Sunday, May 4, 2008

Programme uses acupuncture to treat addiction - Needle that addiction

Needle that addiction
Programme uses acupuncture to treat addiction

As New Age music fills the room, 19 men and women settle into four rows of plastic chairs. They swab their ears with alcohol towelettes and sit quietly.

Slowly, another man and a woman move among the rows. With quiet precision, they insert five sharp needles into each oftbe people's ears. Nobody flinches when the needles hit the flesh. In fact, some of the men and women have tiny grins on their

This is addiction treatment, Montgomery County, Maryland, style. These people are participating in a pilot programme that uses acupuncture, an ancient Chinese medical practice, to help treat addiction.

More than a dozen people a day are volunteering to be stuck with needles as part of the county's acudetux programme, which began in February.

Karlys Wright, 37, was one of the first to arrive for the early morning acudetox session. She said she almost didn't give acupuncture a try because she doesn't like needles. But in a brief time, she has become a fan of the New Age treatment.

"I feel rejuvenated," the former administrative assistant from Rockville said. "1 don't know how to explain it."

In the fall, Montgomery County Council member Duchy Trachtenberg persuaded her colleagues to spend US$20,000 (RM66,000) on a pilot programme that would incorporate acupuncture into treatments for drug addiction. Acupuncture is used as a strategy to
calm and relax patients before they take part in other treatments, such as group therapy.

"It's cutting edge," she said, "there's no question about that."

The Chinese have used acupunctore for centuries to treat a variety of ailments, including chronic plan and infertility. Its use as a strategy for treating addiction is gaining popularity in communities across the country, Trachtenberg said. Prngrammes are in place from California to Virginia to Florida.

The hard science behind acupuncture remains elusive. But those who run treatment programs say that, anecdotally, they see a marked change in the attitude of patients, who are calmer and more receptive to therapy.

The Fairfax County, Virginia, programme has been in place since the late 1990s. Although the county has not done official research on the method, Larry Peacock, director of the Faiffax Detoxification Center, said patients say acupuncture has helped reduce their alcohol and drag cravings and made it easier for them to sleep.

"Qne of the things that we did and have seen is a reduction of incidents with clients arguing; the anxiousness and agitation levels are lowered," Peacock said.

Larry Gamble, manager of outpatient addiction services, behavioural health and crisis services for the Montgomery Department of Health and Human Services, says he initially had doubts but they evaporated after taking part in a session.

"We've been amazed at how some of the dients have been able to slow themselves down and be more focused and be more open when they go into individual group therapy," he said. "Clients say they sleep better and feel less stressed."

Researchers at the National Institutes of Health's National Center for Complementary and Alternative Medicine are conducting more than 100 studies examining the effect of acupuncture on a range of problems, including autism, hot flashes and obesity.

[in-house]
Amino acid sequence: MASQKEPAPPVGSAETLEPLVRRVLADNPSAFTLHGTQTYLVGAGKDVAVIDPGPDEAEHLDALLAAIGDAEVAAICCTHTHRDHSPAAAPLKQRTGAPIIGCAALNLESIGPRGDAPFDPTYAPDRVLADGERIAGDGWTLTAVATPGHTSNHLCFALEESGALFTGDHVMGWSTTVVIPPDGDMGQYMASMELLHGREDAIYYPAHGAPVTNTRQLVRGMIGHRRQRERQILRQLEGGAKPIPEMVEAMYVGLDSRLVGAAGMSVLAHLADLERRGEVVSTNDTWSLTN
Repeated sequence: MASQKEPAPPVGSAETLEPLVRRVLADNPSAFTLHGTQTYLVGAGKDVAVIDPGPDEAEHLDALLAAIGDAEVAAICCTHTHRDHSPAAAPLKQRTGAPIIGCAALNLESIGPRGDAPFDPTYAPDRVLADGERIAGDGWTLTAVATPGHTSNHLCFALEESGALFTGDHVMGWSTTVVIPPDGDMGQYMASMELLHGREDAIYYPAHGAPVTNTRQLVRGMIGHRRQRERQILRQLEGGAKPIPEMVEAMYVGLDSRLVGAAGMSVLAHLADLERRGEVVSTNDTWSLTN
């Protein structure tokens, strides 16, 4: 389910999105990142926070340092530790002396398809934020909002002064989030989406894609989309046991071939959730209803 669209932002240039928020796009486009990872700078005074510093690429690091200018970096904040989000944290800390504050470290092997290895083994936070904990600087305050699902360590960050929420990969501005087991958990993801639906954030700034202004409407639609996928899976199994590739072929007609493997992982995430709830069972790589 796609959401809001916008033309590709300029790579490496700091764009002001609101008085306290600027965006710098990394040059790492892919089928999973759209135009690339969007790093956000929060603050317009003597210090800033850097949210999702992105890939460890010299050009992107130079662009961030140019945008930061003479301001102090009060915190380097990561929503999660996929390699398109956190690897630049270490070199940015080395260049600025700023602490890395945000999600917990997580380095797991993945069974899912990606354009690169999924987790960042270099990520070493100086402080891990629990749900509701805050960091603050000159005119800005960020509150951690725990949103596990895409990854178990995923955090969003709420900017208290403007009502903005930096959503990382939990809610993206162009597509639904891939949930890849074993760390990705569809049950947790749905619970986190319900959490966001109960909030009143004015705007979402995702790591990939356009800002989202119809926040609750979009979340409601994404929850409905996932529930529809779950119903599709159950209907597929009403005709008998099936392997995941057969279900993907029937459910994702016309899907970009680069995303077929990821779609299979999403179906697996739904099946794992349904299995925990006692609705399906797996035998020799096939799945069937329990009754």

But there is still debate in the scientific community over acupunclure's 6ffectiveness as a treatment for some medical conditions, including drug addiction.

Acupuncture isn't-the only alternative therapy officials have used to help people in Montgomery's drug treatment programme. About four years ago, Gamble said, they also began offering meditation and yoga.

Linda Washington, a psychiatric nurse and licensed psychotherapist, said patients who did acupuncture seemed to make quicker progress through therapy than those who did not.

With music playing in the background, Washington and Dave Wurzel, a certified trainer with the National Acupuncture Detoxffication Association, slowly made their way around the room, In this particular form of acupuncture, auricular acupuncture, five needles are inserted in each of the clients' ears. At first glance, the needles look like straight pins, but they are thinner and more flexible.

Once the two completed their rounds, they dimmed the lights. After a while, the only sound was of music mixed with deep rhythmic breathing, The tranquility was broken only briefly when someone began to snore loudly.

The clients, some of whom are in detoxiflcation treatment by court order or are referred by social workers, are a mix of races, sexes and ages. Some are homeless: others are mentally ill. Some are hard-core drug users addicted to hemin or cocaine, Gamble said.

Trachtenberg is optimistic that the one-year pilot will show positive results. She notes that larger counties, including Miami-Dade, Florida, have had success with the approach. In Miami-Dade, about 85% of the people in county treatment programmes do acupuncture.

"Medicine has really changed in this county, and many people really are much more comfortable with an integrated approach to care," she said, "More and more Americans are using alternative therapies,"

Wurzel, who trained the staff in Montgomery and is proprietor of the Chi Farm, said acupuncture is not a cure-all in itself but is designed to complement other types of addiction treatment,

Oliver Oree, 51, recently retomed for his second session under the needle. He doesn't quite get the science behind the needles, but that's just fine - he's willing to take it on faith.
Said Oree: "I don't know what it is or how it works, but I feel like a better person."

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